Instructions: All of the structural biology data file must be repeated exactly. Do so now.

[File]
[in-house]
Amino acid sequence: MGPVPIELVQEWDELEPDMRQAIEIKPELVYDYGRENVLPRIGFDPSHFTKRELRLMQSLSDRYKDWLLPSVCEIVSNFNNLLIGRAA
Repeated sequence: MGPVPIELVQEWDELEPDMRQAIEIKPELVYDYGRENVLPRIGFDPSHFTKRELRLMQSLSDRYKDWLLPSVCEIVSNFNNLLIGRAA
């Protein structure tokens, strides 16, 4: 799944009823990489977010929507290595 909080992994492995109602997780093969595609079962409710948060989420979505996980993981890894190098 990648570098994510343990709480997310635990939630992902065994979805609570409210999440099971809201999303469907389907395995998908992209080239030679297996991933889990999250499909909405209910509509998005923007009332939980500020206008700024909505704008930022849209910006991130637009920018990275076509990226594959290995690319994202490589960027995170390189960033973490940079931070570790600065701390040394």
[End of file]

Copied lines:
[in-house]
Amino acid sequence: MGPVPIELVQEWDELEPDMRQAIEIKPELVYDYGRENVLPRIGFDPSHFTKRELRLMQSLSDRYKDWLLPSVCEIVSNFNNLLIGRAA
Repeated sequence: MGPVPIELVQEWDELEPDMRQAIEIKPELVYDYGRENVLPRIGFDPSHFTKRELRLMQSLSDRYKDWLLPSVCEIVSNFNNLLIGRAA
């Protein structure tokens, strides 16, 4: 799944009823990489977010929507290595 909080992994492995109602997780093969595609079962409710948060989420979505996980993981890894190098 990648570098994510343990709480997310635990939630992902065994979805609570409210999440099971809201999303469907389907395995998908992209080239030679297996991933889990999250499909909405209910509509998005923007009332939980500020206008700024909505704008930022849209910006991130637009920018990275076509990226594959290995690319994202490589960027995170390189960033973490940079931070570790600065701390040394």